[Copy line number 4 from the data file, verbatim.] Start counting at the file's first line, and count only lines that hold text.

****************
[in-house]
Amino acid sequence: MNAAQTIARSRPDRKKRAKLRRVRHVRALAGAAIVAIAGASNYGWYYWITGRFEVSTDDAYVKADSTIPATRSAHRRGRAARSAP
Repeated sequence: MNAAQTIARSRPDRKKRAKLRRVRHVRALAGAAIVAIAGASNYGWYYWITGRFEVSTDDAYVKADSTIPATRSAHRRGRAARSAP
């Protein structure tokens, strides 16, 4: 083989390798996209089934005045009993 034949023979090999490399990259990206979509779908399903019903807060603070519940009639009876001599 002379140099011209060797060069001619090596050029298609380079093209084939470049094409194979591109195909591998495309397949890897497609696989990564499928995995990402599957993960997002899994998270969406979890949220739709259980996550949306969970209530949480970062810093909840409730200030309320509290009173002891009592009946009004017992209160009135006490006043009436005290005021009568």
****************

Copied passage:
């Protein structure tokens, strides 16, 4: 083989390798996209089934005045009993 034949023979090999490399990259990206979509779908399903019903807060603070519940009639009876001599 002379140099011209060797060069001619090596050029298609380079093209084939470049094409194979591109195909591998495309397949890897497609696989990564499928995995990402599957993960997002899994998270969406979890949220739709259980996550949306969970209530949480970062810093909840409730200030309320509290009173002891009592009946009004017992209160009135006490006043009436005290005021009568």